11 Seamen were not to stay on the island without permission.  Anyone harbouring a sailor would be fined £5.  The sailor would be housed with the black slaves and work on the Company’s plantations until he could be returned to England,

12 Everyone capable of bearing arms was to respond to all alarms, with a 20s fine or a week’s imprisonment for each default.

13 The watch was to be observed continually and strictly when shipping approached.  Each instance of neglect would be punished by a fine of 5s or another penalty decided by the Council.

14 Everyone was to go to Fort St John four times a year to be trained in martial discipline for the safety and defence of the island.

15 Anyone raising a mutiny or causing a disturbance of orderly government would be put in irons and sent home to the Company.

16 Anyone hearing of a plot, conspiracy or mutiny was liable to the same punishment as the perpetrators if they failed to alert the Council.

Margaret Makepeace
Lead Curator, East India Company Records

Further reading:
IOR/E/3/33 ff.153v-154 Laws to be observed by inhabitants of St Helena 4 September 1672
William Foster, ‘The Acquisition of St. Helena’, The English Historical Review July 1919, Vol. 34, No. 135, pp. 281-289.
St Helena settlers in 1667

 

11 June 2020

Strange News for Strange Times

We might feel like we’re living through a surreal period of strange news at the moment, but that’s nothing compared to some of the stories reported in news pamphlets of the early 17th century.  During this period reports of freak weather, unearthly sightings of ghosts, monstrous births and more were frequent.  The question is, did people living in the 17th century think these reports were as strange as we do today?

In 1616, news broke of three dead bodies rising from their graves in a town in Germany.  In the aftermath of a ‘tempest’, the townspeople believed they saw three corpses rising from the graveyard to preach a terrible warning about God’s wrath.  Rumours of this spread, pamphlets were printed across Europe and news of it eventually reached Edward Allde in London, where he printed this account.

Cover of Miraculous Newes featuring three skeletonsMiraculous newes, from the cittie of Holdt, in the Lord-ship of Munster (in Germany) the twentieth of September last past, 1616. Where there were plainly beheld three dead bodyes rise out of their graves, admonishing the people of judgements to come. London: Printed [by E. Allde] for John Barnyes, 1616. Public Domain Creative Commons Licence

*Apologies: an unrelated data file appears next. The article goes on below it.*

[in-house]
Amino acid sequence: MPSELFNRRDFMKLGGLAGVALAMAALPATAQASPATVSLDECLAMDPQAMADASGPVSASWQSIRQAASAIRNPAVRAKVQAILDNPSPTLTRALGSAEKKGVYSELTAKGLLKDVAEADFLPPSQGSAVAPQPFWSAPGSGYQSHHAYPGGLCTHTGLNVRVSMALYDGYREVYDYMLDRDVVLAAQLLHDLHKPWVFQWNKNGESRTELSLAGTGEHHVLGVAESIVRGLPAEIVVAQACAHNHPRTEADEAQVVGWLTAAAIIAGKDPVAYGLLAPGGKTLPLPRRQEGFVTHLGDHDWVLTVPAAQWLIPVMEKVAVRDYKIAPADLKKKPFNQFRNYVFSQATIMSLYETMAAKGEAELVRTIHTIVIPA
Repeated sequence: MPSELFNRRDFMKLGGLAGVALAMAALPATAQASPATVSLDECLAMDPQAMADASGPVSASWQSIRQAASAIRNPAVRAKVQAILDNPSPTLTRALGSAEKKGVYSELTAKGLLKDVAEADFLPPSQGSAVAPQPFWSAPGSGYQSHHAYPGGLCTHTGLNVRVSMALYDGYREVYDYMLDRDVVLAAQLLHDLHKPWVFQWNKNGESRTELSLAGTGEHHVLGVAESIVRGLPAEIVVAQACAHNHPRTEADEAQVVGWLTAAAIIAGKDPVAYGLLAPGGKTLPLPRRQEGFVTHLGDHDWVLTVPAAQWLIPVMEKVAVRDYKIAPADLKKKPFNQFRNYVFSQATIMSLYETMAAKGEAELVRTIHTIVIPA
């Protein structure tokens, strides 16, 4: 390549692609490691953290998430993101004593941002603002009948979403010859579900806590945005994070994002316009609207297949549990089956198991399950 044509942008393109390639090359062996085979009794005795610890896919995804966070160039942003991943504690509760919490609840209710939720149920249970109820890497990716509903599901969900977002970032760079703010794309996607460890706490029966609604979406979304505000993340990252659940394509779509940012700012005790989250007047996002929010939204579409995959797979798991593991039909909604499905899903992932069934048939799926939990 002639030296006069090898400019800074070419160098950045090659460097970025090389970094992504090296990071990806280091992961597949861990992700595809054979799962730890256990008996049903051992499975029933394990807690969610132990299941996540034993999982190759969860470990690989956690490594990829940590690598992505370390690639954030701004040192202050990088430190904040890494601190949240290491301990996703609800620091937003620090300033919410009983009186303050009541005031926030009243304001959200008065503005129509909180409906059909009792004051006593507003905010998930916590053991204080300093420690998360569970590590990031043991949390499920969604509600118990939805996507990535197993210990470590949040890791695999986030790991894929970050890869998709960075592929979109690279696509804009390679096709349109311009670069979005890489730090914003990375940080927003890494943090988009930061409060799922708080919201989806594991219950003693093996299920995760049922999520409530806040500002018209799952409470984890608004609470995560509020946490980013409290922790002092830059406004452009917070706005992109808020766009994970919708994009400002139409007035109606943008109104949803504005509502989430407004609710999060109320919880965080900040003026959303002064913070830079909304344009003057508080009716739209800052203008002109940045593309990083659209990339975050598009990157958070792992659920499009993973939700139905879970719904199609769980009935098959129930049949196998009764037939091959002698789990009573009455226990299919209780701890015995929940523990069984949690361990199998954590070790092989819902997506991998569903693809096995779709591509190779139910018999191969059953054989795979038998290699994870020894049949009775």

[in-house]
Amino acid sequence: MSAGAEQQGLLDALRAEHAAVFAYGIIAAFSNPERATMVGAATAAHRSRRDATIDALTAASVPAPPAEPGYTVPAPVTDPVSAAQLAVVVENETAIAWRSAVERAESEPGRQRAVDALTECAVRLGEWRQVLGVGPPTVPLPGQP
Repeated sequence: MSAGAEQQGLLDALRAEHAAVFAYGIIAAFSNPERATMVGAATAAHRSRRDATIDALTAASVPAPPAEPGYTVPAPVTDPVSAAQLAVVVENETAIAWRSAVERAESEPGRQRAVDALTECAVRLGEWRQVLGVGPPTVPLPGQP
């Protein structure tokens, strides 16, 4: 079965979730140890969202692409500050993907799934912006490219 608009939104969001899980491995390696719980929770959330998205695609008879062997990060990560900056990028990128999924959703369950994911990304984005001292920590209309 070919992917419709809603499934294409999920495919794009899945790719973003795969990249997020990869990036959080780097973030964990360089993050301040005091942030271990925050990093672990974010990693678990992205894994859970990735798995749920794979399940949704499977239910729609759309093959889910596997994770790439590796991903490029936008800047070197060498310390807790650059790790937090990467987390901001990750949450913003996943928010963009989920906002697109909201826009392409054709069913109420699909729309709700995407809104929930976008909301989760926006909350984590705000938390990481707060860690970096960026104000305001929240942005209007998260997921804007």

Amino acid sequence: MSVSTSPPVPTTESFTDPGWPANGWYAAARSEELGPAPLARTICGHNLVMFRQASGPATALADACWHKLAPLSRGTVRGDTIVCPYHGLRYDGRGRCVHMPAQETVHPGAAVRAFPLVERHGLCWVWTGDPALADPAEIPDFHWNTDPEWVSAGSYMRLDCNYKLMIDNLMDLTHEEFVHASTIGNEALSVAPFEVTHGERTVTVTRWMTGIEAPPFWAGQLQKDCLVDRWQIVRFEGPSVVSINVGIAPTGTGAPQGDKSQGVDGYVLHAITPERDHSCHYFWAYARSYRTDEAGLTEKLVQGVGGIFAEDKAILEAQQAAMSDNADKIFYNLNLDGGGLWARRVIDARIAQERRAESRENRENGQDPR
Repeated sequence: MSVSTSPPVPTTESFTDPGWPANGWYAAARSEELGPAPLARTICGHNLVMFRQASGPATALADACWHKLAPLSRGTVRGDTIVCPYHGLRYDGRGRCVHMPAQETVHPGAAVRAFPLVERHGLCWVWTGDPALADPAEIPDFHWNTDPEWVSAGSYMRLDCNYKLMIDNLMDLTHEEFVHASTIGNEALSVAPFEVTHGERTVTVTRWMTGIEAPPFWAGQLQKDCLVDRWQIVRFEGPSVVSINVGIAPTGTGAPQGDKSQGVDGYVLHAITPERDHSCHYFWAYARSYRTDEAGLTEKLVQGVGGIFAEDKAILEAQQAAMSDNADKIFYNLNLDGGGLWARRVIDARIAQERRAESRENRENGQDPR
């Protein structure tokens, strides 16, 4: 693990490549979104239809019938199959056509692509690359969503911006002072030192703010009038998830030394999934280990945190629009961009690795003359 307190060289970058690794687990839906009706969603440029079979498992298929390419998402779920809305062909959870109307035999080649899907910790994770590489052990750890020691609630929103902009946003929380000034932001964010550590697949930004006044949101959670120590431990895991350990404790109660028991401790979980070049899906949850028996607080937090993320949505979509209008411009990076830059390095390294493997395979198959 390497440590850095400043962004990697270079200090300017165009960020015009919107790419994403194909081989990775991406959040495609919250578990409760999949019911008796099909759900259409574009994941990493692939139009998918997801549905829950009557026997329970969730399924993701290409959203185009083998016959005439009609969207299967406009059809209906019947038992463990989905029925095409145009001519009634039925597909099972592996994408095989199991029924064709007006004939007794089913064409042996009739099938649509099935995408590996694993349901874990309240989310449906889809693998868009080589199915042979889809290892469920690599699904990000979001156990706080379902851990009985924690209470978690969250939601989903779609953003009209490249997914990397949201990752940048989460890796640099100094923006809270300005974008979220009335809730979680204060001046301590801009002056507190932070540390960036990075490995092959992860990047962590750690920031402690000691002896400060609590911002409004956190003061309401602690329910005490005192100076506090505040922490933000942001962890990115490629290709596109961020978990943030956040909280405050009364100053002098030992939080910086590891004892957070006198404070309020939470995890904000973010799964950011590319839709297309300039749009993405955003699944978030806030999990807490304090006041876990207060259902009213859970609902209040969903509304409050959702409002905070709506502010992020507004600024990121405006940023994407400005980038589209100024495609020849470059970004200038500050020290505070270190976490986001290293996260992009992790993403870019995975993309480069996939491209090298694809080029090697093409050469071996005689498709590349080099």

As you can see, 'Miraculous Newes' is splashed across the half-title page, just as any sensational headline would be today, and a fantastic woodcut of the three skeletons is emblazoned below.  This incident may seem surreal to us today but then it would have been only too believable.  People in the early modern period were accustomed to interpreting strange sightings and weird phenomena as signs of divine judgement or wrath.  This was the only way they could interpret them.

So did people always believe these strange news reports?  Well, in 1620, Nathaniel Butter published a news report translated out of Italian about a vision seen over the Prophet Mohammad’s tomb in ‘Arabia’ and an account of the skies raining blood in Rome.

Cover of Good Newes to Christendome showing skies raining bloodCortano, Ludovico. Good newes to Christendome. Sent to a Venetian in Ligorne, from a merchant in Alexandria, Discovering a wonderfull and strange apparition, visibly seene for many dayes…with many other notable accidents. London: Printed for Nathaniel Butter, 1620. Public Domain Creative Commons Licence

In the preface, the translator writes that he found it hard to believe this account.  After all, other recent strange reports, such as the 'Sussex Serpent, the German Ghosts' (a reference to the pamphlet described above?) and a great army marching in the sky, all 'came out of the shop of invention'.  But he apparently realised his mistake and is now convinced that this vision isn’t fake news. This one is definitely true, and if it’s true, then it has to be a sign from God.

It wasn’t just ghosts and visions that were divine interventions either.  Extreme weather was also a likely sign from God.  This pamphlet is a 'true relation' of a storm and severe flooding in Barcelona and the surrounding area in November 1617.  The woodcut depicts people drowning in the floods.  It was only with much prayer and dipping of the Holy Cross into the water that the storm eventually abated.  The pamphlet ends with a reminder of God’s 'chastisements and warnings' and a warning to serve him with 'more truth and sinceritie'.

Cover of Newes from Spain showing people drowning in the floods

Rejaule, V. A true relation of the lamentable accidents, caused by the inundation and rising of Ebro, Lobregat, Cinca, and Segre, rivers of Spaine. Together with a narration of a fearefull storme, which happened the third of November, in the yeare 1617. In the haven and port of Barcelona. London: printed for William Blackwall, 1618.  Public Domain Creative Commons Licence